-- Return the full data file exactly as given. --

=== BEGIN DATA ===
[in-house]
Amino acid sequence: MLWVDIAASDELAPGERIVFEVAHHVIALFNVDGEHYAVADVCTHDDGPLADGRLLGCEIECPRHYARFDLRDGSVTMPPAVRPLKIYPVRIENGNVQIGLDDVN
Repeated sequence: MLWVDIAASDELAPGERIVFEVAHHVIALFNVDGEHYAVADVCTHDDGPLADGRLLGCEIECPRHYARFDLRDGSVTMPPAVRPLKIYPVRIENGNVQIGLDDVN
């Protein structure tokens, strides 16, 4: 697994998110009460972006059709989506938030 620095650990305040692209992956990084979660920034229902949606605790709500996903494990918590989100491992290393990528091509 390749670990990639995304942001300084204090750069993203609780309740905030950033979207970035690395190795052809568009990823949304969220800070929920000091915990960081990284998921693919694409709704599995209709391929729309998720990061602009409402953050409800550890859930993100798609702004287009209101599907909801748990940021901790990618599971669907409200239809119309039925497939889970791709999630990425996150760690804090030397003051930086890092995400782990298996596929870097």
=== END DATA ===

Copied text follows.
[in-house]
Amino acid sequence: MLWVDIAASDELAPGERIVFEVAHHVIALFNVDGEHYAVADVCTHDDGPLADGRLLGCEIECPRHYARFDLRDGSVTMPPAVRPLKIYPVRIENGNVQIGLDDVN
Repeated sequence: MLWVDIAASDELAPGERIVFEVAHHVIALFNVDGEHYAVADVCTHDDGPLADGRLLGCEIECPRHYARFDLRDGSVTMPPAVRPLKIYPVRIENGNVQIGLDDVN
């Protein structure tokens, strides 16, 4: 697994998110009460972006059709989506938030 620095650990305040692209992956990084979660920034229902949606605790709500996903494990918590989100491992290393990528091509 390749670990990639995304942001300084204090750069993203609780309740905030950033979207970035690395190795052809568009990823949304969220800070929920000091915990960081990284998921693919694409709704599995209709391929729309998720990061602009409402953050409800550890859930993100798609702004287009209101599907909801748990940021901790990618599971669907409200239809119309039925497939889970791709999630990425996150760690804090030397003051930086890092995400782990298996596929870097």